Tuesday, January 31, 2006

Superman To The Rescue

I'm happy to report that I crossed one more issue off the Action Comics WWII Cover want list.

Action Comics #60 with White Pages. It really is a great looking 5.0. I suspect the staple tear is what reduced the grade, because otherwise the book presents much nicer than most 5.0s.

Interestingly, I am the second owner of this book. It was obtained from an original owner collection in San Diego. The collection contained many other Actions, but I missed out on those other issues by one day.

Image hosting by Photobucket

Monday, January 30, 2006

Much Ado About Spidey's New Costume

So, whaddaya think of Spidey's new getup?

I'm not getting too worked up over it because it's an obvious and transparent publicity stunt... and I'm not going to get suckered in.

No one, including Marvel, really likes this new costume. In fact, I'd bet that they intentionally made it an ugly piece of crap to ensure maximum fan reaction.

They have ZERO intention of using this costume for more than 6 - 8 months. They are banking on the hub-bub with the costume change and they are banking on the hub-bub when he goes back to the original costume. If they get lucky, it'll be a slow news day on either end of the cycle and they might get a little play on the evening news broadcasts or CNN.

Think of it as "The Death of Superman Lite."

Friday, January 20, 2006

HBO Report Critical of Autograph Authenticators

From the January 19th edition of eSCD...

At least my good pal Richard Simon was one of the authenticators identified as getting it right...


HBO's Real Sports documentary series took a look at the sports autograph industry Tuesday night, with a specific focus on autograph authenticators and questioned their ability to spot fake merchandise.

Reporter Armen Keteyian began the story by claiming that as much as half the signed memorabilia being sold online today is fake, and outlined how the FBI's Operation Bullpen program has helped arrest and convict forgers and distributors of more than a million items of fake memorabilia. One of those convicted, Sheldon Jaffe, who was identified on the program only as "Eddie," said one of the reasons forgery rings like the extensive operation headed by the Greg Marino family were able to move their merchandise so easily were certificates of authenticity that were signed by third-party authenticators.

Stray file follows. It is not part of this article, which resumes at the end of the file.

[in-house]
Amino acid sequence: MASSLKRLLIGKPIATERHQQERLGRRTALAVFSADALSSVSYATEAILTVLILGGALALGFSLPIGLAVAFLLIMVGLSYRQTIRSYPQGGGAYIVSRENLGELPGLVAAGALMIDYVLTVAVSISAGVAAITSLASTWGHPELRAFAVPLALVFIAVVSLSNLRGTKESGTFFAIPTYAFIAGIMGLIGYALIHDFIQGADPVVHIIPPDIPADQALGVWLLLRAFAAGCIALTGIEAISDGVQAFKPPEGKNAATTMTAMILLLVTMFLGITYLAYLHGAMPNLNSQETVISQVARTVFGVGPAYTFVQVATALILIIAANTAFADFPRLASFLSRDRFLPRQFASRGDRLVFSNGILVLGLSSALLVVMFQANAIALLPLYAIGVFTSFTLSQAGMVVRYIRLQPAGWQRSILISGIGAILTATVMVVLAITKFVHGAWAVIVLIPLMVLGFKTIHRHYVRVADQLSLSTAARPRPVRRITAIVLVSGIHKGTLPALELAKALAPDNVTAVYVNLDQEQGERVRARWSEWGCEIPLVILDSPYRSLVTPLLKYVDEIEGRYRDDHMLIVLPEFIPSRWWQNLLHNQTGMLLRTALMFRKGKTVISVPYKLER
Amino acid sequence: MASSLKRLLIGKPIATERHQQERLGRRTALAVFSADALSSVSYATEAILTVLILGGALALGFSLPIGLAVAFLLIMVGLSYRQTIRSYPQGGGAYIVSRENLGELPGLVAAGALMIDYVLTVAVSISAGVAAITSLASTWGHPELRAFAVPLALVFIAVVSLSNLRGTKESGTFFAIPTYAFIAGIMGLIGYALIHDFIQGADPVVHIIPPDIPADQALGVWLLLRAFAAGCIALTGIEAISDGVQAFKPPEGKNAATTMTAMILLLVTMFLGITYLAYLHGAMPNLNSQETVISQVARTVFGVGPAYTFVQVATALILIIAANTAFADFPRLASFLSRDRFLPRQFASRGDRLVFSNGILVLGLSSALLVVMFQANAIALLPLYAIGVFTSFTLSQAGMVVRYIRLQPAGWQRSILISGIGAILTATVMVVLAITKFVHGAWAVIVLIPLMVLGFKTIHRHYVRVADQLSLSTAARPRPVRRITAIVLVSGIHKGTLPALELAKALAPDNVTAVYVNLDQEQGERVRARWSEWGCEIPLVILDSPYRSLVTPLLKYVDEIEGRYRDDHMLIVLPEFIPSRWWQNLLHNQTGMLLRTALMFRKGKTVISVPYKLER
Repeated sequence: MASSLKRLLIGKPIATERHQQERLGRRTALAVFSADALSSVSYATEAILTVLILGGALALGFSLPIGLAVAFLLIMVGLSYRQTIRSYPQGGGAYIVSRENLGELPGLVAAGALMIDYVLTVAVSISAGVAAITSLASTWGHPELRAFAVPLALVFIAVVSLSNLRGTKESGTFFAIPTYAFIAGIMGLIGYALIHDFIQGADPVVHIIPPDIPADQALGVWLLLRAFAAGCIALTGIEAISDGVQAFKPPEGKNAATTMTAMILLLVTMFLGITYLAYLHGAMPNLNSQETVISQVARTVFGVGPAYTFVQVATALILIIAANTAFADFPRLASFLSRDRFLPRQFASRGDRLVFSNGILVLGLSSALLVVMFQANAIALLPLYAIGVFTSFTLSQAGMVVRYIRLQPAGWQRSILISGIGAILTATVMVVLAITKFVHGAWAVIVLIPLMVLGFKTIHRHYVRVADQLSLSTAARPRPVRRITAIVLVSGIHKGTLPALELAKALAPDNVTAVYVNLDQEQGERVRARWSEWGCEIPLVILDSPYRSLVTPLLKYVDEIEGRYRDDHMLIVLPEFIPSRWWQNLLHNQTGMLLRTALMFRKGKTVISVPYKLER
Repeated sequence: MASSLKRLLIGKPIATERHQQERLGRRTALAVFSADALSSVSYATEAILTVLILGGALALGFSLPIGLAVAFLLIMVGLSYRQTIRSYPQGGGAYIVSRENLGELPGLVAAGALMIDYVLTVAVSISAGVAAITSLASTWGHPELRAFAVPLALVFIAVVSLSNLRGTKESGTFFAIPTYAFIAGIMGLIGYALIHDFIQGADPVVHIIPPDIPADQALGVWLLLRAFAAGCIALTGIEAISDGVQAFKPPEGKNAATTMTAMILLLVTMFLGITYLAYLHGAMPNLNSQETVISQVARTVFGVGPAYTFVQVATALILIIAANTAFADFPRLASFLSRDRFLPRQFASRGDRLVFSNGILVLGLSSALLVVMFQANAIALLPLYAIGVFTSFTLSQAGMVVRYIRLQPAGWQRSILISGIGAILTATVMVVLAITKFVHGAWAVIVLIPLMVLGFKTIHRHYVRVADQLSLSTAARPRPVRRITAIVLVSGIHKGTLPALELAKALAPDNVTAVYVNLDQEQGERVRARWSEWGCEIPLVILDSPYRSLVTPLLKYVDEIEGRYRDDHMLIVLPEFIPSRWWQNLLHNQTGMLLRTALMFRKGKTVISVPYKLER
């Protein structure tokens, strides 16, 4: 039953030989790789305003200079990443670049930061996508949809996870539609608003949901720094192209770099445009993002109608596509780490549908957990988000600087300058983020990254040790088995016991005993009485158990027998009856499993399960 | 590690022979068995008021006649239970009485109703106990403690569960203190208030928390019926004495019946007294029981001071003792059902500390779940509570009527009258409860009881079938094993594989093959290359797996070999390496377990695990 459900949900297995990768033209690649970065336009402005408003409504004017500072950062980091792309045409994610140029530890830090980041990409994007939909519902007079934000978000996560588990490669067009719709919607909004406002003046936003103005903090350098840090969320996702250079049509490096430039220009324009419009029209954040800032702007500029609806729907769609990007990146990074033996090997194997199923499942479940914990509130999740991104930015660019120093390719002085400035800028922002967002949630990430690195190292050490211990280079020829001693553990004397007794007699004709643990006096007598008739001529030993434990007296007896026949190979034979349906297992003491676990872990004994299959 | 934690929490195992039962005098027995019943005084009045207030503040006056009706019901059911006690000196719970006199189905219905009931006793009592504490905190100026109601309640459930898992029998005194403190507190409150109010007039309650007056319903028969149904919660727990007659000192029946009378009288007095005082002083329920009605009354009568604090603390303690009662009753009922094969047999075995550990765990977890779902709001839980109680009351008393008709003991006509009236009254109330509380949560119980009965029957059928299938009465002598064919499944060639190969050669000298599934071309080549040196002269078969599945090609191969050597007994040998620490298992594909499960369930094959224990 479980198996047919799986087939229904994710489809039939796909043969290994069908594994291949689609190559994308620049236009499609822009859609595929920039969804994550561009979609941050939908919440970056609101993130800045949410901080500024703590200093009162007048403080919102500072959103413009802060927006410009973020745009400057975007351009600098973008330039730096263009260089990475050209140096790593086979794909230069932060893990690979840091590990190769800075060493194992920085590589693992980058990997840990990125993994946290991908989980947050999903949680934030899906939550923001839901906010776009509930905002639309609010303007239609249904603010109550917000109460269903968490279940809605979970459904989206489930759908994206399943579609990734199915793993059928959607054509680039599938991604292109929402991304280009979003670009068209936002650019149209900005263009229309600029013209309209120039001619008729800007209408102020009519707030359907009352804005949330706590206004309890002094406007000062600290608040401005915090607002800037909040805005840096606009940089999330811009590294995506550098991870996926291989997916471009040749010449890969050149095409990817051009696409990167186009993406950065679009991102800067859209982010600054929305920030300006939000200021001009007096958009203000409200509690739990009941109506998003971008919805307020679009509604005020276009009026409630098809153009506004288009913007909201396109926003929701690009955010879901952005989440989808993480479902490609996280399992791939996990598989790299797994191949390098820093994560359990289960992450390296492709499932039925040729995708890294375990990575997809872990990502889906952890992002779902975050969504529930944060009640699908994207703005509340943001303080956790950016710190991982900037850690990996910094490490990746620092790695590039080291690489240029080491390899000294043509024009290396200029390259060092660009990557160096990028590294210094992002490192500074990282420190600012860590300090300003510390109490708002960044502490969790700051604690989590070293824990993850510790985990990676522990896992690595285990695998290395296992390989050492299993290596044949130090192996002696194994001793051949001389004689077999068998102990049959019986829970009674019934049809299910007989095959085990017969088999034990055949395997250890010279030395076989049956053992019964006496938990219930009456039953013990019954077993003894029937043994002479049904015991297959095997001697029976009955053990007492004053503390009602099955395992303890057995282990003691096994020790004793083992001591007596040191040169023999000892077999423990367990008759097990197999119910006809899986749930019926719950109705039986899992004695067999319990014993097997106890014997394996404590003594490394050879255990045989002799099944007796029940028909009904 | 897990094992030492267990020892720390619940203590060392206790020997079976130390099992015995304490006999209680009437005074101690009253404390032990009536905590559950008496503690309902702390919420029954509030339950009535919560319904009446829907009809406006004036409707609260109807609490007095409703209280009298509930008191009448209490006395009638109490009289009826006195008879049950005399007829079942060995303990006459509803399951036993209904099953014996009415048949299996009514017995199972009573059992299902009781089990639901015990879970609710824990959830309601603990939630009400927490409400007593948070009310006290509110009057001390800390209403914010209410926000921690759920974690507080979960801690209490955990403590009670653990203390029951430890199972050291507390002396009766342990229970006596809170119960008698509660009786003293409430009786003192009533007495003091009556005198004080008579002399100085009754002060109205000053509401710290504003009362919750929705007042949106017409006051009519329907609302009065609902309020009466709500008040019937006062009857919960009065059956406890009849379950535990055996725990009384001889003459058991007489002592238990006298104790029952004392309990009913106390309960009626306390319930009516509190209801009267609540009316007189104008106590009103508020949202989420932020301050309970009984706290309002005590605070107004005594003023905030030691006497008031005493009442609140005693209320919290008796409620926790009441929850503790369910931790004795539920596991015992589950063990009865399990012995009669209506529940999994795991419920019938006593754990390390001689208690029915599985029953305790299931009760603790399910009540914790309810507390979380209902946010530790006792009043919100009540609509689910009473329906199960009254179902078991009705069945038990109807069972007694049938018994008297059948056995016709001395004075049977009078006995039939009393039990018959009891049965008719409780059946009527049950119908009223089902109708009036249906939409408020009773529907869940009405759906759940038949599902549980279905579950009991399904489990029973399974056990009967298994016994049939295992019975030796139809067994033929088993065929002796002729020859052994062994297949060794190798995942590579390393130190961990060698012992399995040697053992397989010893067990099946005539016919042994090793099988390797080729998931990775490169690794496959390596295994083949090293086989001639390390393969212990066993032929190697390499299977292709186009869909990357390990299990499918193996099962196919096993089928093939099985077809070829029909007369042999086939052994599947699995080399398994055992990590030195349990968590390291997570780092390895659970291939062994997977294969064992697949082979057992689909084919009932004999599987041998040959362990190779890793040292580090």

"This was a scam like no other," Jaffe said in regards to the concept of COAs. "The only reason the forgery ring worked was we were able to find 'forensic experts.'"

Donald Frangipanni was spotlighted as the "authenticator of choice" for the forgers. Jaffe acknowledged that if they had a fake document and wanted someone to approve it, it would be directed to Frangipani. An HBO staffer with a hidden camera then took seven items with signatures from athletes such as Mickey Mantle, Joe DiMaggio and Brett Favre to Frangipani's office for authentication. He approved all of the items. When confronted by HBO, Frangipani said he was simply fooled by the forgeries. "I gave my opinion on these items," he said. "If I made errors, I admit to my errors."

HBO sent the same items to six other authenticators. The report stated that four of the six "failed miserably," authenticating 15 of the 20 fake items as being real. None of those four authenticators were identified. The network said two unnamed authenticators -- those identified by logos as Richard Simon and Global Authentication -- rejected virtually all of items as fakes.

Also featured on the show was last month's $85,000 eBay sale of an Upper Deck quad-signature card featuring Ty Cobb, Babe Ruth, Walter Johnson and Honus Wagner. Jaffe claimed the Ruth and Johnson cut signatures used on the card were Marino forgeries. HBO sent images of the card to the authenticators that passed its test, as well as PSA/DNA. Both reportedly said the two signatures were likely not real. Upper Deck told HBO it stood by all of its products and said it questioned the findings of authenticators who did not examine the actual card.